What Makes Florida’s BLOB Plays So Good?
I have to give a ton of credit to Coach White. I watch a ton of college basketball and there isn’t any team that runs as many inbounds plays as the Gators do and the creativity he shows is brilliant.
To go into more detail the first thing I noticed after watching every inbounds set the Gators ran this year is that they aren’t scared of using the entire 5 second inbounds clock and are banking on the fact no referee wants to call a 5 second violation.
Look, I’m not trying to rat anyone out here, but let’s just say after watching all these inbounds plays that there were a handful of them that were clearly longer than 5 seconds and could have been turnovers. Banking on the fact that referees seldom make that call is a wise bit of gamesmanship and it has really worked out for the Gators.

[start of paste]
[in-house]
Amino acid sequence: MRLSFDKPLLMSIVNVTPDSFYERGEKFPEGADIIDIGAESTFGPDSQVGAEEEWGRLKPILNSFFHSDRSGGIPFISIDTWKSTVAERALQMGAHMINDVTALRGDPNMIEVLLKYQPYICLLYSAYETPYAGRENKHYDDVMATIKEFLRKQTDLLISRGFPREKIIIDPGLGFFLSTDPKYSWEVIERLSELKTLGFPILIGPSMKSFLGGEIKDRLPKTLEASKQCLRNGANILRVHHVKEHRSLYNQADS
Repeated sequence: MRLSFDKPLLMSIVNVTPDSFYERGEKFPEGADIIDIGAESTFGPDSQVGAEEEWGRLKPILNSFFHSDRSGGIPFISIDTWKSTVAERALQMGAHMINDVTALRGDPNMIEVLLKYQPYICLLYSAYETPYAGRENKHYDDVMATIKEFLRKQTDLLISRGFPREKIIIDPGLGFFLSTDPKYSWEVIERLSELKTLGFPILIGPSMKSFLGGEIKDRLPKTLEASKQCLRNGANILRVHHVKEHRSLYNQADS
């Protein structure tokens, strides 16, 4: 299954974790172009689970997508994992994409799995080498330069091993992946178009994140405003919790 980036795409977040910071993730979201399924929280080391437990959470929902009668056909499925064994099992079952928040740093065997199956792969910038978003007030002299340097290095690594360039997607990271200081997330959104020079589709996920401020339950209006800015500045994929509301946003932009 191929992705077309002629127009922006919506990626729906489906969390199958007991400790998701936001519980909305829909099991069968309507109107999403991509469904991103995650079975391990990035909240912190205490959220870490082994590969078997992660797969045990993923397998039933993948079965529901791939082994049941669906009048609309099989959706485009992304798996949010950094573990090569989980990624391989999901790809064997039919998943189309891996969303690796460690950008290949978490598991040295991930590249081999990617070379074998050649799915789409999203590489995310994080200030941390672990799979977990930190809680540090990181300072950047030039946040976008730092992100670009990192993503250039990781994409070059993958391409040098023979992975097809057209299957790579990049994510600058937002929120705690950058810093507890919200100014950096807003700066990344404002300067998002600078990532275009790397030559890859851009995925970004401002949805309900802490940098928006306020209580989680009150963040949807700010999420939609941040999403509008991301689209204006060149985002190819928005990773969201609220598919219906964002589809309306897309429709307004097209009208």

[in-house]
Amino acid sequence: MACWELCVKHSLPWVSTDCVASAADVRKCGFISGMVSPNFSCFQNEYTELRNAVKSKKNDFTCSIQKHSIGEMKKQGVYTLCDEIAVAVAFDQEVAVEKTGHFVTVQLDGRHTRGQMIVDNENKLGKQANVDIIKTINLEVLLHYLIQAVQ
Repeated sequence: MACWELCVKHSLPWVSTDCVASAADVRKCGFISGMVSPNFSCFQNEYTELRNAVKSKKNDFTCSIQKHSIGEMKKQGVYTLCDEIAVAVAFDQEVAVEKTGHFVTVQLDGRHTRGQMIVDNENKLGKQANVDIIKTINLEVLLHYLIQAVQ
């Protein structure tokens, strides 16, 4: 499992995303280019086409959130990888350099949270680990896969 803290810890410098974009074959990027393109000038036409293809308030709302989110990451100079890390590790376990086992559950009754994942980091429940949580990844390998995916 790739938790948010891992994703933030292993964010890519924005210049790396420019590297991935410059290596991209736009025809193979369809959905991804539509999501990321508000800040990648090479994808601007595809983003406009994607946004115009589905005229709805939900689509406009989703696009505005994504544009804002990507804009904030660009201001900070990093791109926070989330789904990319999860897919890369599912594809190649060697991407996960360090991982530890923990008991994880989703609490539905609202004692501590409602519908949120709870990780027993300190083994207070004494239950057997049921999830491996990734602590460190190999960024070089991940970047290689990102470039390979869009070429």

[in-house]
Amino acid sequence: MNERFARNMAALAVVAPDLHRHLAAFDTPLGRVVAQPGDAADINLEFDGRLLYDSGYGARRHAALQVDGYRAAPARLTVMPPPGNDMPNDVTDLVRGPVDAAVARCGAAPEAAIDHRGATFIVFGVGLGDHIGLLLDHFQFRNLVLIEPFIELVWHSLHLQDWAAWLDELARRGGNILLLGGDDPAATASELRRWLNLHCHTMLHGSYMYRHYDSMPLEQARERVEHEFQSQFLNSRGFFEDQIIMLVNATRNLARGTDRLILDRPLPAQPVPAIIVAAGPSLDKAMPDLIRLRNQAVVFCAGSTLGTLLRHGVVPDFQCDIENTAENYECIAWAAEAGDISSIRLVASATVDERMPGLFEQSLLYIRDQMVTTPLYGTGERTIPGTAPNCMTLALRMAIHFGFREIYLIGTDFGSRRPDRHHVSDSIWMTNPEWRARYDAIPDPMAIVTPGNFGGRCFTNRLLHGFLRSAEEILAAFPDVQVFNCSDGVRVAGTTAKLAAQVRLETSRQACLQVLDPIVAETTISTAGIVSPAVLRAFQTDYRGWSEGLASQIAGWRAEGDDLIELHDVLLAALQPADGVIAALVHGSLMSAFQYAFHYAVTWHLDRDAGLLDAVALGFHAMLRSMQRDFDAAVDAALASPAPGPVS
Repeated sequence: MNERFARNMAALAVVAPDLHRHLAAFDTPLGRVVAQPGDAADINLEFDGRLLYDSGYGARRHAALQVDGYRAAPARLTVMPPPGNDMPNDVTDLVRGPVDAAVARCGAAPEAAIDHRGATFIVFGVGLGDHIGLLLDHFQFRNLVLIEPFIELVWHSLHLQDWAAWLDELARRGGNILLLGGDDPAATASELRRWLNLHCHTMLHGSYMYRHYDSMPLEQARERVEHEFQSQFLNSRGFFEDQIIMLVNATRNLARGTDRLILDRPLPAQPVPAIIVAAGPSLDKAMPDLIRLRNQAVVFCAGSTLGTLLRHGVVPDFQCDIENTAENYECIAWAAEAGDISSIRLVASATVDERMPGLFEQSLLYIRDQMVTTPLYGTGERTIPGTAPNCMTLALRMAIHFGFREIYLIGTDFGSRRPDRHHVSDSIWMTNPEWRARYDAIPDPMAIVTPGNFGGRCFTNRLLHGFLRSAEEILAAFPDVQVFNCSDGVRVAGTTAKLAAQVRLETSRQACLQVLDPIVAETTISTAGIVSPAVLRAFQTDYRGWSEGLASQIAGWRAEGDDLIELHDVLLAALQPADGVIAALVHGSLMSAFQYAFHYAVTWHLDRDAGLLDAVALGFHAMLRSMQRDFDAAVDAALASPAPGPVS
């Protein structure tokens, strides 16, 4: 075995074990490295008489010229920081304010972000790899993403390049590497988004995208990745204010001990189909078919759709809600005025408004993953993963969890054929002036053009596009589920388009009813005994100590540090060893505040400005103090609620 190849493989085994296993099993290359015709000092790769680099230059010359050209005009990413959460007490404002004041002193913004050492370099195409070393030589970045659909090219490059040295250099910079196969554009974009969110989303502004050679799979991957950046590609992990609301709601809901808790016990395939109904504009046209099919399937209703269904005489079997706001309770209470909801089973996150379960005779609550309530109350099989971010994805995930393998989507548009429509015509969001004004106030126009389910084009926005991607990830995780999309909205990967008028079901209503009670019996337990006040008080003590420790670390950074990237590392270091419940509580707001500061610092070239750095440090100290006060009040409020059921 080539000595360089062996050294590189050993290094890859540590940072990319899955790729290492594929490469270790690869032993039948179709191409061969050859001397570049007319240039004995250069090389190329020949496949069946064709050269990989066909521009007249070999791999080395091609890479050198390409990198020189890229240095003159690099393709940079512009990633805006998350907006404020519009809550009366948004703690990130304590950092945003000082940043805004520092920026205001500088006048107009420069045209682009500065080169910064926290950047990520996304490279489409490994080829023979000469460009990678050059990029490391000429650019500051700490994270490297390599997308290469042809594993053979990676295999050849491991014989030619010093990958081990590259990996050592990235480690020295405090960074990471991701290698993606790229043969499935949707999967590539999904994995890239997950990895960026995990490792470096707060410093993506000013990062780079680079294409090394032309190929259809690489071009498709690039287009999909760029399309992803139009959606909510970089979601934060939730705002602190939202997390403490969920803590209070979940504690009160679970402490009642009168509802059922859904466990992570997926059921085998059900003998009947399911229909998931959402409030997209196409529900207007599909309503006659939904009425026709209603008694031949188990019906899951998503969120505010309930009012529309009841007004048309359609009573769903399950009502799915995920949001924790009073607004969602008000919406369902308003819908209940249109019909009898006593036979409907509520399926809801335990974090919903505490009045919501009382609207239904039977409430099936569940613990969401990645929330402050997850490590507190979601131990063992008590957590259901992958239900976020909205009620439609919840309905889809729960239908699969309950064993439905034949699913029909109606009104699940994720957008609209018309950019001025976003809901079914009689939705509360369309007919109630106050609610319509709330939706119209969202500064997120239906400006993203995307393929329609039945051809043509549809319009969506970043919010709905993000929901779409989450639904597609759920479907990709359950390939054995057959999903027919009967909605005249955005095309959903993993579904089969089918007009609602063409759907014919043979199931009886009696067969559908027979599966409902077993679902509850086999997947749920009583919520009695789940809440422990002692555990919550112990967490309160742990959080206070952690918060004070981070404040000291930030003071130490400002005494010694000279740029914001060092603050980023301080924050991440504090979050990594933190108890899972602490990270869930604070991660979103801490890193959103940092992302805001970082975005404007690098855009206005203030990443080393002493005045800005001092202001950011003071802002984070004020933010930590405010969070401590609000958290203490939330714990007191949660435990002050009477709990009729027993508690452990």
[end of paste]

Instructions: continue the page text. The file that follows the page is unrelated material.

Most inbounds sets in basketball revolve around 2 actions simultaneously with the inbounder making a read as to which one worked and therefore got someone open. So often as soon as the ref puts the ball in the hand of the inbounder teams rush through the action like it was a live grenade and they desperately need to get the ball in as soon as possible.
The Gators, on the other hand, display extreme patience and many of their plays use an action, a misdirection, and then another action that use most of the 5 seconds. It demonstrates extreme poise and maturity to not be scared of the 5 second clock and it really worked out for them as most defenses are only used to guarding quick movements as soon as the play starts. Getting into the second or third action of their play almost always resulted in someone being wide open.